The Alberta Court of Appeals has ruled in favour of Pastor Artur Pawlowski who was arrested, jailed and fined for continuing to preach in breach of Alberta’s Covid-19 lockdowns. 

Pastor Artur Pawlowski, of the Cave of Adullam congregation in Calgary, became a prominent figure following an April 2021 Easter service, in which he threw armed police out of his church when they attempted to inspect it for Covid-19 compliance. He was arrested multiple times and held at Edmonton Remand Centre, Canada’s largest prison.

Now, the Alberta Court of Appeal ruled that the injunction against him, his arrest, his jail time, the censorship order and fines against him were illegal.

Justice Barbara Lea Veldhuis, Justice Michelle Crighton and Justice Jo’ Anne Strekaf ordered Alberta Health Services (AHS) to reimburse Pawlowski and his brother, Dawid, for the costs of their appeal and the return of any fines and penalties paid, Rebel News reports.

The appeals panel concluded the original injunction banning protests in the name of public health “was not sufficiently clear and unambiguous.”

The judgement released Friday morning reads, “The Pawlowskis’ appeals are allowed. The finding of contempt and the sanction order are set aside. The fines that have been paid by them are to be reimbursed. “

“The chambers judge awarded costs to AHS payable by the Pawlowskis jointly in the amount of $15,733.50, calculated at 2.5 times column 1. That costs award is set aside and the Pawlowskis are awarded their costs payable by AHS in the proceedings below and in this Court calculated on the same basis.”

Pawlowski’s lawyer Sarah Miller said the group is pleased that the Court of Appeal applied proper legal reasoning and precedent to overturn the finding of contempt and sanction against the Pawlowskis. 

“Alberta Health Services has pursued this matter against the Pawlowskis vigorously, and it is rewarding to have the Court of Appeal unanimously and soundly agree that injunctions and contempt proceedings must follow the rule of law and cannot be applied and sought so indiscriminately,” she said in a statement to True North. 

“Unfortunately for the taxpayers of Alberta, Alberta Health Services has needlessly pursued this matter and now must pay legal costs to the Pawlowskis on a matter that should never have proceeded as far as it did.”

Throughout the pandemic, Pawlowski continued to hold church services in defiance of a court order and was repeatedly arrested — including on the Calgary highway and on the tarmac of the Calgary International Airport.

During a 20-minute speech to Freedom Convoy truckers on February 3 in Coutts, Pawlowski urged demonstrators to “hold the line” against government overreach without resorting to violence. The truckers were protesting federal Covid-19 vaccine mandates, specifically a mandate that required cross-border truckers to be vaccinated. The group asked Pawlowski to preach while they protested along Alberta’s border with Montana.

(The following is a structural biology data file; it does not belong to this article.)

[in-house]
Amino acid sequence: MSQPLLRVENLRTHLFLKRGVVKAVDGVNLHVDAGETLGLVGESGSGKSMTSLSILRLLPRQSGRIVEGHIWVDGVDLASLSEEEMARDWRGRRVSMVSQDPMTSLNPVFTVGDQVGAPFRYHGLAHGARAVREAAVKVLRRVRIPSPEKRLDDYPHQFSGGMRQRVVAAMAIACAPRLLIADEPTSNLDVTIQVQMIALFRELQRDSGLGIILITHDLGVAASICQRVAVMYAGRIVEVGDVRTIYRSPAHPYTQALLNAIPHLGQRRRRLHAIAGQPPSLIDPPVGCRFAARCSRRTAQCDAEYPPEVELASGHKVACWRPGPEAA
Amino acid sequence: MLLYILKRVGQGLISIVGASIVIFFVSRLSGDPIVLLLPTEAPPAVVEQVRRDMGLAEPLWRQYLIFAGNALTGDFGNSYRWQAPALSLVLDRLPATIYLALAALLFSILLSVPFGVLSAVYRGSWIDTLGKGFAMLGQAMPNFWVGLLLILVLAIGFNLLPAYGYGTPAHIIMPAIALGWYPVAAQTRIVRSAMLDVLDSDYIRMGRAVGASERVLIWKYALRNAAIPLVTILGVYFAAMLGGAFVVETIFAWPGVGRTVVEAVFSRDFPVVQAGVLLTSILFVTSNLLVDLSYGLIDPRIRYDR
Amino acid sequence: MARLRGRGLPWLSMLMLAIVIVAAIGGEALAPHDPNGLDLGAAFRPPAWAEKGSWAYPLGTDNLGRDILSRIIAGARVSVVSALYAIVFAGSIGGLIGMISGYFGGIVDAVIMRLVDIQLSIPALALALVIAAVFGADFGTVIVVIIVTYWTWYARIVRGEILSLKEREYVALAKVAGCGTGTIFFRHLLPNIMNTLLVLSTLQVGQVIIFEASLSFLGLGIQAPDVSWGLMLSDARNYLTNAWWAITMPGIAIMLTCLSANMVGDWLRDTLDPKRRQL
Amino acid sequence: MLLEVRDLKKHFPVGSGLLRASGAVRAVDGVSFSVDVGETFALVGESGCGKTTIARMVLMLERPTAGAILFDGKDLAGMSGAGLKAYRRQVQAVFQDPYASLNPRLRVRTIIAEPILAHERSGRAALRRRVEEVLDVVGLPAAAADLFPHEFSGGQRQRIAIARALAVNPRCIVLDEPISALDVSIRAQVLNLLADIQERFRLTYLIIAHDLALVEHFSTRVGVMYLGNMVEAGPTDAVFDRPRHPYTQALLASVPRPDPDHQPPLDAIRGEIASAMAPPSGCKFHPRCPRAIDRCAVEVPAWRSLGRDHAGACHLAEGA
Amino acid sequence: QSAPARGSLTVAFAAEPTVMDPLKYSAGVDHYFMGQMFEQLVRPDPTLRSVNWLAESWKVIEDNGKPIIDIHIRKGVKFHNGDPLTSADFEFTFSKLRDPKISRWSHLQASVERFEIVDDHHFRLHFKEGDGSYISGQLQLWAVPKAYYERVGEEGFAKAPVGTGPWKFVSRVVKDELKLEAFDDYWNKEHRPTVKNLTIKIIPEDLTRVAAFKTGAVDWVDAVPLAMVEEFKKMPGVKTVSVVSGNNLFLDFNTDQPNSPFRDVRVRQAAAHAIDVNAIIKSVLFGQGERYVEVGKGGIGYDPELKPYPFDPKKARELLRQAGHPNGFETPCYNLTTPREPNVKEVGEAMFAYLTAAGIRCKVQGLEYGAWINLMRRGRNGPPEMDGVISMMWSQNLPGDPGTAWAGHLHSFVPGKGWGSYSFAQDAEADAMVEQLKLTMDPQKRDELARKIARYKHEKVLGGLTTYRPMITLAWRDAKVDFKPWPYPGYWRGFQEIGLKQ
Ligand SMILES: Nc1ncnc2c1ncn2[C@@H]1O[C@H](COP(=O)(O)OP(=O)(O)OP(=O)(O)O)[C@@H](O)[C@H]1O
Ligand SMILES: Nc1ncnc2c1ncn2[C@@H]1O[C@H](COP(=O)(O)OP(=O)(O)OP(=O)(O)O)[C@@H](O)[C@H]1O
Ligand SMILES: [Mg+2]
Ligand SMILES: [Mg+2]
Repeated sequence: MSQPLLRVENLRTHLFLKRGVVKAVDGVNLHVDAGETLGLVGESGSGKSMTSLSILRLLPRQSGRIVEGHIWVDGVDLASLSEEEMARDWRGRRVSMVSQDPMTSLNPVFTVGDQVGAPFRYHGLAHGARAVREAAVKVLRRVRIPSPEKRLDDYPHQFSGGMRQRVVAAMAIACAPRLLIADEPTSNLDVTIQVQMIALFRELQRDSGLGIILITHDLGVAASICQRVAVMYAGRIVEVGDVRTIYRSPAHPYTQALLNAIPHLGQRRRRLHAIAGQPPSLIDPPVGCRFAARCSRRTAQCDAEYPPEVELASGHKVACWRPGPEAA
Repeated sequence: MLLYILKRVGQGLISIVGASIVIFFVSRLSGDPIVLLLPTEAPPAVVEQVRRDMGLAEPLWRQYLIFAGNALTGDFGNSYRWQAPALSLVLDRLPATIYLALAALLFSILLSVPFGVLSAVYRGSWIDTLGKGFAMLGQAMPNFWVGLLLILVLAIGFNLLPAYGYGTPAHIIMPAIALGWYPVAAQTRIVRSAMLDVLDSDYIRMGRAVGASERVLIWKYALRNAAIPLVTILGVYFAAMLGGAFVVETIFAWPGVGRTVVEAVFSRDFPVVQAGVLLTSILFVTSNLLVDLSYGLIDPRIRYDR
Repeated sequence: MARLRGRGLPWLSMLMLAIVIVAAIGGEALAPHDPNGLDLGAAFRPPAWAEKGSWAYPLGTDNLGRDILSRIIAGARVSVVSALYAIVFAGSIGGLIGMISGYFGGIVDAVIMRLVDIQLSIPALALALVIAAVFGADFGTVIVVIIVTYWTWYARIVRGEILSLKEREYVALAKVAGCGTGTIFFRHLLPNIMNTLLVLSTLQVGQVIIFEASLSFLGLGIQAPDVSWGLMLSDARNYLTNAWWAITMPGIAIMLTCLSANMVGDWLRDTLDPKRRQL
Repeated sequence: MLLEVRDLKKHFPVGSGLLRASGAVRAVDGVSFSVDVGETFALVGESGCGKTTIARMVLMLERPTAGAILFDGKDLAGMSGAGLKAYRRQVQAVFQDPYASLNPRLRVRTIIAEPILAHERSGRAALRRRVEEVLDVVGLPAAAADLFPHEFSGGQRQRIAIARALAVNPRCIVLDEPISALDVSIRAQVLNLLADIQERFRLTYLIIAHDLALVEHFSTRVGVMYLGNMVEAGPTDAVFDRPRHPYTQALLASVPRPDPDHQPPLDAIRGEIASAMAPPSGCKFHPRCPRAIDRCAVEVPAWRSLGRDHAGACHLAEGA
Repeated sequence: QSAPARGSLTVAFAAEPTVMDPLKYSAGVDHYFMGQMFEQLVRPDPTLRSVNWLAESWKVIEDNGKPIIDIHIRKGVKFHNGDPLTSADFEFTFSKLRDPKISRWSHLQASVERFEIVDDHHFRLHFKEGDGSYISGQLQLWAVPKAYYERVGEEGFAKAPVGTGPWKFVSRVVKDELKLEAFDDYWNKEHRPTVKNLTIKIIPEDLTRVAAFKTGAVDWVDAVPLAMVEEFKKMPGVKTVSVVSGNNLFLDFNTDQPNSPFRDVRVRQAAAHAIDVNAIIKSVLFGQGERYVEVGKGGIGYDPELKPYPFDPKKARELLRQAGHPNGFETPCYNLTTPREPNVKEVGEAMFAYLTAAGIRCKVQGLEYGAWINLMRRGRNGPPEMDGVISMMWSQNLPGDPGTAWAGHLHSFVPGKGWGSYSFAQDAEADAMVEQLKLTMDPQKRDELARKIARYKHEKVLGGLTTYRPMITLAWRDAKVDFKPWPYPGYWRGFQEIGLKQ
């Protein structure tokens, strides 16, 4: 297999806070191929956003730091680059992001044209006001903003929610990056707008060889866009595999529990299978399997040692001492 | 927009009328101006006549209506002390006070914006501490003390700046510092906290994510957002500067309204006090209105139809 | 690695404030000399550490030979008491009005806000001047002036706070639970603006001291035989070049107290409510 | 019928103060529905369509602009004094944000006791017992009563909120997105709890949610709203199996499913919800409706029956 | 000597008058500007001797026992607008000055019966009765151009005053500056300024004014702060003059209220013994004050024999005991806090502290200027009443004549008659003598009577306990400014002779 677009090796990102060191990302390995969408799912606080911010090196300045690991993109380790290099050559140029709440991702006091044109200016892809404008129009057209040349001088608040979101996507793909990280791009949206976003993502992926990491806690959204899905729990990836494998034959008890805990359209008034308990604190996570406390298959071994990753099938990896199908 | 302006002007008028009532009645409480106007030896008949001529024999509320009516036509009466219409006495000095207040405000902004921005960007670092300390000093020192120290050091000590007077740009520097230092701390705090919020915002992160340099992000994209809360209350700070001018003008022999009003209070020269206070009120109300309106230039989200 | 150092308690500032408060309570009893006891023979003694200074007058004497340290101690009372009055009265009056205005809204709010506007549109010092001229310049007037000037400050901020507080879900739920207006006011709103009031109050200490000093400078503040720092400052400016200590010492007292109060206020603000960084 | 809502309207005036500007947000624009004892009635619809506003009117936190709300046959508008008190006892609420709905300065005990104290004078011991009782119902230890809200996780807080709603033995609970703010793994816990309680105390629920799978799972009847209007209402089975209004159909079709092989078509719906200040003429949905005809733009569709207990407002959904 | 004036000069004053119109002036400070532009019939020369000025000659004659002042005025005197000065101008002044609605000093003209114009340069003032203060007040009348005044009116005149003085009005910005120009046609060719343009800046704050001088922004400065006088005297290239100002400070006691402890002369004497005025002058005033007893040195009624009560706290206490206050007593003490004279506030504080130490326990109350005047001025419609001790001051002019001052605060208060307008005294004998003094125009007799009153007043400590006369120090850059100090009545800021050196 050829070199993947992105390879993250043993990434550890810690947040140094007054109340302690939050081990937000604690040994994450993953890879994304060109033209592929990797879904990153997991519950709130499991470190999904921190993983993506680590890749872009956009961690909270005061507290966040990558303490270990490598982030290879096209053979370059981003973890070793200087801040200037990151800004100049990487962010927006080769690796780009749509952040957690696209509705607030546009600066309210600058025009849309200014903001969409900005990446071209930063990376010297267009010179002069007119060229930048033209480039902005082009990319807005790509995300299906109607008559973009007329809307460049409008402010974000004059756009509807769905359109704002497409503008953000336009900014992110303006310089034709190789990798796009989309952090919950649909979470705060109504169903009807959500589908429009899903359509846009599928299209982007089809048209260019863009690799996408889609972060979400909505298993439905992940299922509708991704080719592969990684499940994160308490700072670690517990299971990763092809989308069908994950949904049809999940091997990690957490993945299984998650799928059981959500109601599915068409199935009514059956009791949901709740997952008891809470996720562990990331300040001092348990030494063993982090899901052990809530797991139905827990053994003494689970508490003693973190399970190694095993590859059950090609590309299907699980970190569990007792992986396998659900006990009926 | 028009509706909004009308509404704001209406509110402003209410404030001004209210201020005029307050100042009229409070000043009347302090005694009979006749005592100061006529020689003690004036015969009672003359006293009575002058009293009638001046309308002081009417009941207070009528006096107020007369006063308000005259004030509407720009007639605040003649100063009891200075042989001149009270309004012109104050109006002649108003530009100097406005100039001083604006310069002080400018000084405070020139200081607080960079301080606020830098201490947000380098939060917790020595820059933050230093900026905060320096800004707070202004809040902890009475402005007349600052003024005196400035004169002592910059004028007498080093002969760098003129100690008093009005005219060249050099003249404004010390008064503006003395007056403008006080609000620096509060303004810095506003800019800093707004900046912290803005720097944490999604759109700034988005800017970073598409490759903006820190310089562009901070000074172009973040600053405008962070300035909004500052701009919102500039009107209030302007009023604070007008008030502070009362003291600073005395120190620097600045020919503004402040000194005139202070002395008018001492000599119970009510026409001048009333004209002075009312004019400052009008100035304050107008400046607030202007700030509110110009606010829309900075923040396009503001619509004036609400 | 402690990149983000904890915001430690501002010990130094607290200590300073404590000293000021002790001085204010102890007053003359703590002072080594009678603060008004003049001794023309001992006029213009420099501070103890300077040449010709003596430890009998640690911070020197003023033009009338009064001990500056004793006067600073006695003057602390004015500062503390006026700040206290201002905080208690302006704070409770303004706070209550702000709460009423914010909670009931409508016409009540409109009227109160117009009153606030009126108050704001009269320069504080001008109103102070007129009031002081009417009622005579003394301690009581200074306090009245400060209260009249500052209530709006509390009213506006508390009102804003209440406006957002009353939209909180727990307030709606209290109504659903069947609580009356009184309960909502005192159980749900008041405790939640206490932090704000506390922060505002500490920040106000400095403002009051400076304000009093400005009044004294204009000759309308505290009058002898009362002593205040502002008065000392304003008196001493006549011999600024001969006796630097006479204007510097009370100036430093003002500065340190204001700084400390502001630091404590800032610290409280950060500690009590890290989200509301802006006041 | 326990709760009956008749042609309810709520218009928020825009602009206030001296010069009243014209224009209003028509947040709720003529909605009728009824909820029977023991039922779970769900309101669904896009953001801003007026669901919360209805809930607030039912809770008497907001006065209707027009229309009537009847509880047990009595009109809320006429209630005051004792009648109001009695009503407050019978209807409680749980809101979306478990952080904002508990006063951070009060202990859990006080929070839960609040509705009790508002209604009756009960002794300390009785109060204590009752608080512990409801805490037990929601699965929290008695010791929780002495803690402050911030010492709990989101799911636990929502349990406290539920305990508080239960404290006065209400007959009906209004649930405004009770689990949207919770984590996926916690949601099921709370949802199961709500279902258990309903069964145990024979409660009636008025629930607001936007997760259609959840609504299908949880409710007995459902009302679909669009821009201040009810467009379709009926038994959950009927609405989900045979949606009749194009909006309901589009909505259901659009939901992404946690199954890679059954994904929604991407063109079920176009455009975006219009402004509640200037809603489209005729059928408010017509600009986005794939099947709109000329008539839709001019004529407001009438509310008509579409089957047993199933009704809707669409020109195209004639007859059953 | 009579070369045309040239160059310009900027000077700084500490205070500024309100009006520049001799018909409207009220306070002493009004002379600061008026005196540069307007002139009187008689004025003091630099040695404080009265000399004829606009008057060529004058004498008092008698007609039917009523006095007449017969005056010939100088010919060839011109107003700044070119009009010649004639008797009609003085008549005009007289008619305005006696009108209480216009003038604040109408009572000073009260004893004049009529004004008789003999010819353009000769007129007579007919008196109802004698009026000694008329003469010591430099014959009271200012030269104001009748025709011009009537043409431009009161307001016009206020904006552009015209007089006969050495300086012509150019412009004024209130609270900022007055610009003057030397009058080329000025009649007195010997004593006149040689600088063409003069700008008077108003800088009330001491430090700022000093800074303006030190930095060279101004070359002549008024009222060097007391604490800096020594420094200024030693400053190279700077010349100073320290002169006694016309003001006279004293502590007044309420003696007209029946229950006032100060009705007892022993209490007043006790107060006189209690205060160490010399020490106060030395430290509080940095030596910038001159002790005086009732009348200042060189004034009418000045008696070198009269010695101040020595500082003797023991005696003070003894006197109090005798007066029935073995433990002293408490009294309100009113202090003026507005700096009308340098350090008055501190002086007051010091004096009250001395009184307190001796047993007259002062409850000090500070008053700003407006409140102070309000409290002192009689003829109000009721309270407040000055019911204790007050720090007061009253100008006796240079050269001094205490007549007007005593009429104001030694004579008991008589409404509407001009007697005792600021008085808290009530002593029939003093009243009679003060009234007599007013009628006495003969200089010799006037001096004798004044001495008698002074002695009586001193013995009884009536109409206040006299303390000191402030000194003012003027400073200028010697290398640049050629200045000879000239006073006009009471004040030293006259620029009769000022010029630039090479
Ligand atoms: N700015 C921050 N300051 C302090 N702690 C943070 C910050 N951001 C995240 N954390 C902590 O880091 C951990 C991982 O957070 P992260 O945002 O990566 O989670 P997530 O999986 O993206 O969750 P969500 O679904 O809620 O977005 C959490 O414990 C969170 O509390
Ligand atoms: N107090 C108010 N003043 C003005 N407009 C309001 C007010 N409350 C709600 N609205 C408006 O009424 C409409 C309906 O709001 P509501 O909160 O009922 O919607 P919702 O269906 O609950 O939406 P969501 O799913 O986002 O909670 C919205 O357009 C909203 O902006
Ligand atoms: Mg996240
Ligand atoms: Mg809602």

Following his speech, the pastor was arrested on February 7 for the fifth time since the beginning of the pandemic, according to Fox News. 

Before Calgary police apprehended him at his home, Pawlowski was planning to officiate another church service for the border protesters. 

The Crown prosecutor argued that Pawlowski issued “an overt threat to violence,” an allegation echoed by Alberta Premier Jason Kenney. According to a video of his remarks, the pastor repeatedly told the truckers not to resort to violence during their protests.

He was held in Calgary Remand Centre, where Pawlowski alleges he was treated poorly. He said he was placed in a small metal cage for a time, not given water for a whole day and deprived of both his glasses and a Bible for several days. He also claims he was strip-searched repeatedly, spent many hours in solitary confinement and was made to sleep on cold concrete.

Shortly before his release on bail, Pawlowski was transferred to Edmonton Remand Centre.. There he was placed in the psychiatric ward, where he claims he shared a cell with a paranoid schizophrenic who told him he had killed his own brother with a machete.

“I said, ‘Oh my God, please. While I’m sleeping, please protect me,'” Pawlowski said.

“But you know, I was able to minister to him and pray for him,” he recounted about his cellmate.

Pawlowski said he had no answer for the AHS worker who checked on him and asked why he was placed in the mental ward, despite having no mental illness diagnosis.


  • Rachel Parker

    Rachel is a seasoned political reporter who’s covered government institutions from a variety of levels. A Carleton University journalism graduate, she was a multimedia reporter for three local Niagara newspapers. Her work has been published in the Toronto Star. Rachel was the inaugural recipient of the Political Matters internship, placing her at The Globe and Mail’s parliamentary bureau. She spent three years covering the federal government for iPolitics. Rachel is the Alberta correspondent for True North based in Edmonton.